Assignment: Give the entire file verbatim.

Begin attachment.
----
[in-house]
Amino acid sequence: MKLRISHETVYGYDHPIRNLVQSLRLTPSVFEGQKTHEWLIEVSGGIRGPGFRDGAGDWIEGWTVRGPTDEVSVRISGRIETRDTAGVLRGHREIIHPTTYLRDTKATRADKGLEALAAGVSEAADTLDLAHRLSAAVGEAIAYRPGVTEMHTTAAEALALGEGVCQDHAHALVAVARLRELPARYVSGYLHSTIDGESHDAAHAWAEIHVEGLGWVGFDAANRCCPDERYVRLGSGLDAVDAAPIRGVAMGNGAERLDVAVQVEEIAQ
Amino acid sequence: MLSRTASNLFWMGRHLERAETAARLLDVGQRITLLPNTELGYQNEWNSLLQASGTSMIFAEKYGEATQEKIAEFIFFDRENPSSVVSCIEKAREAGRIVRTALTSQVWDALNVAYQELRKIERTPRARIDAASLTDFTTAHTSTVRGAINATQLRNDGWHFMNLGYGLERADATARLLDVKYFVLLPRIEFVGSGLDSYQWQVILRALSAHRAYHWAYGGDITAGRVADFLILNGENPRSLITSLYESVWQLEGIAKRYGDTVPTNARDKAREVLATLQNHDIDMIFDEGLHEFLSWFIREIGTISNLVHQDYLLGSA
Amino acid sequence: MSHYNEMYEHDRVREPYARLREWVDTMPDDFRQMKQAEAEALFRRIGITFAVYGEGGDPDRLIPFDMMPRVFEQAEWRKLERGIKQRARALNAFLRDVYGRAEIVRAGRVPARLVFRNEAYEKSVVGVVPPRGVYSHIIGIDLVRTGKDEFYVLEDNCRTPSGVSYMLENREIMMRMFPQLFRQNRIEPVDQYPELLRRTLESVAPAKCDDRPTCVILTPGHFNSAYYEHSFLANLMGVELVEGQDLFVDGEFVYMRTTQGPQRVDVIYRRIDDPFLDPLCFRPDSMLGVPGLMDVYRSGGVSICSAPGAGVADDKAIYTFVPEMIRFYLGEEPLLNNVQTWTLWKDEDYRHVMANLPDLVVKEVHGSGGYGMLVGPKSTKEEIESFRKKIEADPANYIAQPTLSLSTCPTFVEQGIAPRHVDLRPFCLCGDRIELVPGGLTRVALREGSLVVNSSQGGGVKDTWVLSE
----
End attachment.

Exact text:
[in-house]
Amino acid sequence: MKLRISHETVYGYDHPIRNLVQSLRLTPSVFEGQKTHEWLIEVSGGIRGPGFRDGAGDWIEGWTVRGPTDEVSVRISGRIETRDTAGVLRGHREIIHPTTYLRDTKATRADKGLEALAAGVSEAADTLDLAHRLSAAVGEAIAYRPGVTEMHTTAAEALALGEGVCQDHAHALVAVARLRELPARYVSGYLHSTIDGESHDAAHAWAEIHVEGLGWVGFDAANRCCPDERYVRLGSGLDAVDAAPIRGVAMGNGAERLDVAVQVEEIAQ
Amino acid sequence: MLSRTASNLFWMGRHLERAETAARLLDVGQRITLLPNTELGYQNEWNSLLQASGTSMIFAEKYGEATQEKIAEFIFFDRENPSSVVSCIEKAREAGRIVRTALTSQVWDALNVAYQELRKIERTPRARIDAASLTDFTTAHTSTVRGAINATQLRNDGWHFMNLGYGLERADATARLLDVKYFVLLPRIEFVGSGLDSYQWQVILRALSAHRAYHWAYGGDITAGRVADFLILNGENPRSLITSLYESVWQLEGIAKRYGDTVPTNARDKAREVLATLQNHDIDMIFDEGLHEFLSWFIREIGTISNLVHQDYLLGSA
Amino acid sequence: MSHYNEMYEHDRVREPYARLREWVDTMPDDFRQMKQAEAEALFRRIGITFAVYGEGGDPDRLIPFDMMPRVFEQAEWRKLERGIKQRARALNAFLRDVYGRAEIVRAGRVPARLVFRNEAYEKSVVGVVPPRGVYSHIIGIDLVRTGKDEFYVLEDNCRTPSGVSYMLENREIMMRMFPQLFRQNRIEPVDQYPELLRRTLESVAPAKCDDRPTCVILTPGHFNSAYYEHSFLANLMGVELVEGQDLFVDGEFVYMRTTQGPQRVDVIYRRIDDPFLDPLCFRPDSMLGVPGLMDVYRSGGVSICSAPGAGVADDKAIYTFVPEMIRFYLGEEPLLNNVQTWTLWKDEDYRHVMANLPDLVVKEVHGSGGYGMLVGPKSTKEEIESFRKKIEADPANYIAQPTLSLSTCPTFVEQGIAPRHVDLRPFCLCGDRIELVPGGLTRVALREGSLVVNSSQGGGVKDTWVLSE